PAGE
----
Review Summary: Three classic songs? Yes. A classic album? No, not really.
Why did you buy the Number of the Beast? I can think of two reasons. Either someone told you that it was the best Maiden album, or at least the definitive one, or you looked on the back and saw the song titles of three of the all time classic metal songs. I reckon that everything else will have been, to be quite honest, a bit inconvenient. Because, to be brutal, nothing else on this album even apporaches the same quality.
Lets start with the worst. The opening track, Invaders, still makes me almost physically sick. The main riff is frankly annoting, and I cannot think of a worse example of Bruce's voice than the truly appaling chorus. The verse utilises the same chord progression you can find at least twice on any Maiden album, but does it so much worse (listen to the difference between between this and Hallowed Be Thy Name if you will). The lyrics meanwhile amount to mild torture, and the worst bit of it is that they have done similar lyrics so much better (try Run to the Hills for Comparison). At least the solos are enjoyable, but considering the crap surrounding them, it just isn't enough.
Gangland is not a huge amount better. An empty sound and annoying drum beat, combined with similarly inane lyrics, makes for an almost equally cringeworthy effort. That it comes straight after Run to the Hills doesn't do it any favours, because it just cannot stand up to the challenge in the face of such competition.
I have no real problem with the rest of the songs. They just aren't that great. Yes, the Prisoner has a great intro riff and corresponding drumbeat, but chorus is pretty average, and the intro riff itself goes on a bit too long. Yes, Total Eclipse has an infectious and unusual chorus, but the verse riff is pedestrian and the solos unispired. 22 Acacia Avenue goes on for far too long, dragging what should have been a three minute stomper into six and losing pace whilst doing so. Finally, Children of the Damned, despite a brilliant vocal performance from Bruce, fails on the chorus and further more seems to drag 4 minutes 35 out to about six.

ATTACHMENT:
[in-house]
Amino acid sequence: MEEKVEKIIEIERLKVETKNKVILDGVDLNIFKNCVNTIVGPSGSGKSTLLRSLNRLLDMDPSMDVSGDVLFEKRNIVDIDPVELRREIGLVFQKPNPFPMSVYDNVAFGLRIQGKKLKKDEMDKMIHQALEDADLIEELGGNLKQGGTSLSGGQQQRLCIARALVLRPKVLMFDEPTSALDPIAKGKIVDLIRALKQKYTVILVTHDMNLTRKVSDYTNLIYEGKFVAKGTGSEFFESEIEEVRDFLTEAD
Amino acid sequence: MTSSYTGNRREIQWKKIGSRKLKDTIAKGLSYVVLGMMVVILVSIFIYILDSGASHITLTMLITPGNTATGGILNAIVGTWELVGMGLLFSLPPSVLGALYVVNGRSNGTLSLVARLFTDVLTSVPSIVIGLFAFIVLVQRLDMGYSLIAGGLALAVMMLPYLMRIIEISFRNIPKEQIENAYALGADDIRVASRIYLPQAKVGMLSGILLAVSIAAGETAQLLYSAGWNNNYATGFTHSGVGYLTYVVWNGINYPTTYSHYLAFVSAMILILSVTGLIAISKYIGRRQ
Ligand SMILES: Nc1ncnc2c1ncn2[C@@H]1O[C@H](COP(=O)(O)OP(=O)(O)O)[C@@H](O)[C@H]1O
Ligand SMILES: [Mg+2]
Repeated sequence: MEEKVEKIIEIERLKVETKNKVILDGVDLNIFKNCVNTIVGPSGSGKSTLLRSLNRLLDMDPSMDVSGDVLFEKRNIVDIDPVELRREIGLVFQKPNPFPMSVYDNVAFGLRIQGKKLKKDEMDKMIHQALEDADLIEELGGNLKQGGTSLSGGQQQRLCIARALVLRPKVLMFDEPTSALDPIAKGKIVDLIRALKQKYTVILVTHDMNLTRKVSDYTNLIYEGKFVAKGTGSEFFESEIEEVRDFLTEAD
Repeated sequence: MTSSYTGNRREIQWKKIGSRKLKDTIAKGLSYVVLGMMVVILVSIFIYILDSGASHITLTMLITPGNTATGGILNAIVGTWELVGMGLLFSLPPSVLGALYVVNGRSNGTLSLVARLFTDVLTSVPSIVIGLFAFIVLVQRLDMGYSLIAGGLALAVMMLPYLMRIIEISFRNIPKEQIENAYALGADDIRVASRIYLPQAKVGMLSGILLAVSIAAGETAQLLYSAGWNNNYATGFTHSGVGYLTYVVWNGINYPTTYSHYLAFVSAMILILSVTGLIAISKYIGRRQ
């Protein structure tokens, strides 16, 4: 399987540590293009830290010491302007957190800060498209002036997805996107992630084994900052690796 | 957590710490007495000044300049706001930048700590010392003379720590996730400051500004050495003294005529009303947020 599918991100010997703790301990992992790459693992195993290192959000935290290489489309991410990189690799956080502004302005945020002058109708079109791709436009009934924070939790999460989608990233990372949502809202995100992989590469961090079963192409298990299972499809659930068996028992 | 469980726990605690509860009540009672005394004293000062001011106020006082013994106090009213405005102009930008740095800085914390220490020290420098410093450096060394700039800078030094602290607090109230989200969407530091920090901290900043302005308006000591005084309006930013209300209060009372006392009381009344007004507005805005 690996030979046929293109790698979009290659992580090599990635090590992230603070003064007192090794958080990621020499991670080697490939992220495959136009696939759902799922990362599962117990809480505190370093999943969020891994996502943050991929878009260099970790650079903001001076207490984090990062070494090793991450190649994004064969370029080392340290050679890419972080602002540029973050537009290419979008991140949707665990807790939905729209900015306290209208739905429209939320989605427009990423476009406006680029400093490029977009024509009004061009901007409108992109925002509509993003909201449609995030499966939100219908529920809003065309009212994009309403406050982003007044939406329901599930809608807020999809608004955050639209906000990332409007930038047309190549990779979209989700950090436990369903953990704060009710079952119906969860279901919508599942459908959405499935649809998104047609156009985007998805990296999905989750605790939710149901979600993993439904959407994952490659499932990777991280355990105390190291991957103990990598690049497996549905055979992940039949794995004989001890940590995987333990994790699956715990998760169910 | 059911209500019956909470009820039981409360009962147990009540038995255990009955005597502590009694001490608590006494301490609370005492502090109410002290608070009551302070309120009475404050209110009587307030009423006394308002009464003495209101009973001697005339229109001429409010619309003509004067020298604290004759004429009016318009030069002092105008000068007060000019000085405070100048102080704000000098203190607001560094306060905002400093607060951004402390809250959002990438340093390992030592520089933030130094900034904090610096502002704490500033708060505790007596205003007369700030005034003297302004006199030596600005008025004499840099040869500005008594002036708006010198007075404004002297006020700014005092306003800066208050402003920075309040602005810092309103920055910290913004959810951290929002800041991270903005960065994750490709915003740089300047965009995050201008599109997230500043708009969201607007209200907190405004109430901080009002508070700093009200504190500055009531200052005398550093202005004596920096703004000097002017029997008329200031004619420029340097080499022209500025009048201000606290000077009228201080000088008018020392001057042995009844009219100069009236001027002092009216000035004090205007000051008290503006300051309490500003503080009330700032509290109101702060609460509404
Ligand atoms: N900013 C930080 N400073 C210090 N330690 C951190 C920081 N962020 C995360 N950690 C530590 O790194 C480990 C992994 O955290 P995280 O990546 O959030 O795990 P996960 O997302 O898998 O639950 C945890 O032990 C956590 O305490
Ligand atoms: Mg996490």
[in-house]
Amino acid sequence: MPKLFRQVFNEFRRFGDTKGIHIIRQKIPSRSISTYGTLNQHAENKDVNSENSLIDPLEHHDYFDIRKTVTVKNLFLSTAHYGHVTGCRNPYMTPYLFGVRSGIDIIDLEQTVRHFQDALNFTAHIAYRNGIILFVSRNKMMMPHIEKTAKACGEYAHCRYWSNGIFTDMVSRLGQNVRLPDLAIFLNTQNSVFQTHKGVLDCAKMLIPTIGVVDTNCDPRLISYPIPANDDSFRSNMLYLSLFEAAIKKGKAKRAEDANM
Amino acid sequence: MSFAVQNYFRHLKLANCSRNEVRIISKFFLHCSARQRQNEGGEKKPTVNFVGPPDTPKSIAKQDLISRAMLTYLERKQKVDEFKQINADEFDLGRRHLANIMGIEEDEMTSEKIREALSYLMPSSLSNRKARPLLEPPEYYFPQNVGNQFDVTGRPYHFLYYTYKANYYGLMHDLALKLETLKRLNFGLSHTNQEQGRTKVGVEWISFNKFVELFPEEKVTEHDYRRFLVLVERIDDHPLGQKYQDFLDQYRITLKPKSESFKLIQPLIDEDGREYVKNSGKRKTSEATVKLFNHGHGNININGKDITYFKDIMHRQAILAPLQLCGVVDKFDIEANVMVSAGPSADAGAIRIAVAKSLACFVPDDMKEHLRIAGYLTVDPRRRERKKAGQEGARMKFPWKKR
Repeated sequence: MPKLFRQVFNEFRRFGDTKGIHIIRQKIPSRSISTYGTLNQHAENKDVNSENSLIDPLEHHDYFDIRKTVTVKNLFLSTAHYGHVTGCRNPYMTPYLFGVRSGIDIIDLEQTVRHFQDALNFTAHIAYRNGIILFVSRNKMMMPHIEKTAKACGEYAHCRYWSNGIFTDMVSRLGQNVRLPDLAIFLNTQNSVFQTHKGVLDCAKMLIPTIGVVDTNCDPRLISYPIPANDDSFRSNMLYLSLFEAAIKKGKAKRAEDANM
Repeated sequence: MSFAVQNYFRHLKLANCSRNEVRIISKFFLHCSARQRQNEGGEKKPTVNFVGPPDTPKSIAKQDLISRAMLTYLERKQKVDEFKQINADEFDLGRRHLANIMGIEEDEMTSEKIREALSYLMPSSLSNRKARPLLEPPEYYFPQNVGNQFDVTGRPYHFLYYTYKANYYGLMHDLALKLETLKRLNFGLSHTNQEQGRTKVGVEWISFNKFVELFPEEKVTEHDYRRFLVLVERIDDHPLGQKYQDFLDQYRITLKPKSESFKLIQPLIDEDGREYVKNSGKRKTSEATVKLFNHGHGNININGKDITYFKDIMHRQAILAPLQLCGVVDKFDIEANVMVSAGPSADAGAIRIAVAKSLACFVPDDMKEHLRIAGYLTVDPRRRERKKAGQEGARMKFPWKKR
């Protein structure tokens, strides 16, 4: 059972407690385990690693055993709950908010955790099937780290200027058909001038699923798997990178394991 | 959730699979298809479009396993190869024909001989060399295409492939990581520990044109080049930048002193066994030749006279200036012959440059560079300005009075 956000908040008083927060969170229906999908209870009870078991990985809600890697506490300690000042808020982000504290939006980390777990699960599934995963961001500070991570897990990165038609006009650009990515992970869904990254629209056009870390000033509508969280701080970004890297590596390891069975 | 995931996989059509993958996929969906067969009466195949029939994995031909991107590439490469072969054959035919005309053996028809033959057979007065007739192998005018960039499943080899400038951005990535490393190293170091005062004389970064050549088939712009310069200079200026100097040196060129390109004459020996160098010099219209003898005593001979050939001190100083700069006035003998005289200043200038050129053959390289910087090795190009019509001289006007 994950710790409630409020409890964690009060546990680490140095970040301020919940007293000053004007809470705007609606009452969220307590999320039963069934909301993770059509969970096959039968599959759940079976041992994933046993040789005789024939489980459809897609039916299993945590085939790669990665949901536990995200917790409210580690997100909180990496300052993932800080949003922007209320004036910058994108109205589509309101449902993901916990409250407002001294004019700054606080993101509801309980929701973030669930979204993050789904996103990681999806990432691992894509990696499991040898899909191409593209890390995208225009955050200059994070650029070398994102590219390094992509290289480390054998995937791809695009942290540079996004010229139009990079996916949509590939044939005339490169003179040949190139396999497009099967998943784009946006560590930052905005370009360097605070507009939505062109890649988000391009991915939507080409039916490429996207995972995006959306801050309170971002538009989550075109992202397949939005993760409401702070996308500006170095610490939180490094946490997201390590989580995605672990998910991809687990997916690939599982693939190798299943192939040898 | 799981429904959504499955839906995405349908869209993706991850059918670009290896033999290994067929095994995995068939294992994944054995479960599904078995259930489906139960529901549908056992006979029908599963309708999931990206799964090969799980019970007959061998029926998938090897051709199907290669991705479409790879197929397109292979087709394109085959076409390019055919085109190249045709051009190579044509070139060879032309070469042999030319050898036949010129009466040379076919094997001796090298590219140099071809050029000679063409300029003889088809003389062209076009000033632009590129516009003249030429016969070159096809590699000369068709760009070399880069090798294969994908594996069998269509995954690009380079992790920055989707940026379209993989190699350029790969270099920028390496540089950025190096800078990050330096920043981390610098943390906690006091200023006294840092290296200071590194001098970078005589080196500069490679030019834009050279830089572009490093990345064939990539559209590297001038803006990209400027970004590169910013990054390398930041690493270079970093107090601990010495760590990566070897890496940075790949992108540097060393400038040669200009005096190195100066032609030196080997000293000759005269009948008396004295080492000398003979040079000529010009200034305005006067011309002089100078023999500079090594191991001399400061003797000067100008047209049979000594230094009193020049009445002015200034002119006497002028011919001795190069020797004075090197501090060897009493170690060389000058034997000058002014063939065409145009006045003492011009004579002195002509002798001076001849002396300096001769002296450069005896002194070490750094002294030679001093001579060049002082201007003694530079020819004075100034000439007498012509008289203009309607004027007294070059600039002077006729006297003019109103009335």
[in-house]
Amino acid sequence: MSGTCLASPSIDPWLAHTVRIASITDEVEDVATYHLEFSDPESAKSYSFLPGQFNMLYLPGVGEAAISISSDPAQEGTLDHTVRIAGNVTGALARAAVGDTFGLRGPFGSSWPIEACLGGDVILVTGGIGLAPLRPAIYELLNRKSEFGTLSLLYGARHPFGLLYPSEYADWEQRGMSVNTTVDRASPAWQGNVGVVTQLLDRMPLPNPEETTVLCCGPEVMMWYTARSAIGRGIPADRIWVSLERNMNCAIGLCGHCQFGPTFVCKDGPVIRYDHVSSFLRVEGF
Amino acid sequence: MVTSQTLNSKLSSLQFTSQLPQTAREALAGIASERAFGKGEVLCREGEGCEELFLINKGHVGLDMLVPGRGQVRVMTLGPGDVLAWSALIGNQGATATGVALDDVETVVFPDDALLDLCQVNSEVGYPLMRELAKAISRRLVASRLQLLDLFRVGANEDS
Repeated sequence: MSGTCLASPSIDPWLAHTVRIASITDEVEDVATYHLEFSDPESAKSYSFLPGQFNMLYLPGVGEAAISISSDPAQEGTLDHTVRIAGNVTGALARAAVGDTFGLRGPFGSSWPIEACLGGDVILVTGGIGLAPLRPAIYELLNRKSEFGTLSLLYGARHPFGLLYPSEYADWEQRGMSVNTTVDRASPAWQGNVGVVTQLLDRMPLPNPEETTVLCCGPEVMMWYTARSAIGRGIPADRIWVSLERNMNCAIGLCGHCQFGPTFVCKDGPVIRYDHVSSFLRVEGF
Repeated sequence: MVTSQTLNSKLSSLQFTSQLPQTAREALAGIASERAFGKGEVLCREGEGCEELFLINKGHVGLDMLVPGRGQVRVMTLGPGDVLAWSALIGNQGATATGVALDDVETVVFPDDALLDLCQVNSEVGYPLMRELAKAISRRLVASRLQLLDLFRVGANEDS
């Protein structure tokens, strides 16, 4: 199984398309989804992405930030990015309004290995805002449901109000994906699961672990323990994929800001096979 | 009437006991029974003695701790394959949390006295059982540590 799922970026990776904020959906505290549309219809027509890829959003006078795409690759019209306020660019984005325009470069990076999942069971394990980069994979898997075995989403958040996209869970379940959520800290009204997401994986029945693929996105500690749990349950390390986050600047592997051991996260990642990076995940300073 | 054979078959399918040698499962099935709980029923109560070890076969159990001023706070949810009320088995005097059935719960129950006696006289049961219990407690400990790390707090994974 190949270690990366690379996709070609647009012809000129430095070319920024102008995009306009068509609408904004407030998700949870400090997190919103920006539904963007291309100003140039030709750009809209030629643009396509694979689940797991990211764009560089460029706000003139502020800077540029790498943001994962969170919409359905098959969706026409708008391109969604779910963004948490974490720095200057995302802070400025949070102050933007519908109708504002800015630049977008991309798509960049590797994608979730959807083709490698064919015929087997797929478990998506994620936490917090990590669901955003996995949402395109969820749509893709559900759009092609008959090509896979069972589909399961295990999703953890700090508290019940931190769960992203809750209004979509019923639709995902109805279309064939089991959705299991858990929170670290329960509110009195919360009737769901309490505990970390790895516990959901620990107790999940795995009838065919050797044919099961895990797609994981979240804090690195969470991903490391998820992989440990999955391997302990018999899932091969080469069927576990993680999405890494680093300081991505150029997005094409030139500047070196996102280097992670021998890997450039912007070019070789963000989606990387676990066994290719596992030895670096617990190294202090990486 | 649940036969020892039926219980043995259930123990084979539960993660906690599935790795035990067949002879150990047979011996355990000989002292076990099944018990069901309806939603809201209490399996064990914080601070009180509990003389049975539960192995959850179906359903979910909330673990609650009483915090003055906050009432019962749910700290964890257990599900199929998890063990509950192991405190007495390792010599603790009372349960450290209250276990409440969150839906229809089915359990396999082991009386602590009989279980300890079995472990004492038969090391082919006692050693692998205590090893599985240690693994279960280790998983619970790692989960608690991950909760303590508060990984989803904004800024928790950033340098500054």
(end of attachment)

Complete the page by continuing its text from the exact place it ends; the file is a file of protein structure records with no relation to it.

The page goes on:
These songs however, are not the ones that catapulted Iron Maiden to world superstars. No, that honour falls to the three sings I have thus far failed to mention other than as comparisons. it is no fluke that Number of the Beast, Run the Hills and Hallowed be thy Name are still greeted with something bordering madness at live sets. Each of these three are stone cold masterpieces in their own rights and have between them defined Maiden in the 80s.
Number of the Beast is a surprisingly tricky song, especially the intro riff, and quite how Bruce ever reached that inhuman pitch to achieve the scream, I will never know. It sounds so vibrant, so full of energy. The solos are incredible (even a bass solo!) and the overall sound is one of a band at their peak.
Run to the Hills pulls off all the things which should not have worked. Songs about cowboys and indians should not be seriously good metal. The intro guitars should be annoying. It works however, perfectly. The gallop riff is as good here as anywhere else. The vocal performance (from Harris as well) is possibly the best in all of Maiden's catalogue, and the guitar interplay between Smith and Murray sounds like the two are bonded spirtiually, and understand exactly what will complement the other.
Hallowed be thy Name closes the album in grand style. Starting off calm and serene, with some of Maidens best lyrics, it perfectly conveys the sorrow and confusion felt by a condemned man. The tricky but catchy riff and superb rhythm during the verses build the tension magnificently as the execution draws nearer, until the music becomes unbearably frantic and , with the final wails of 'Hallowed be Thy Name' reaching deep into your soul and shaking it at its base, it fades into the calm collected refrain that closes the album.
Had these three songs not been present, this would not have made Maiden huge, nor would this album still be selling. Yes, the album is worth buying, but purely for these three songs. An album can only be a classic if every single track lives up to that standard, and it is the case I fear, that Number of the Beast is just a significnt one. I finsih by asking you one question. Would you have still bought this album if Number of the Beast, Run to the Hills and Hallowed be thy Name were not on the tracklist?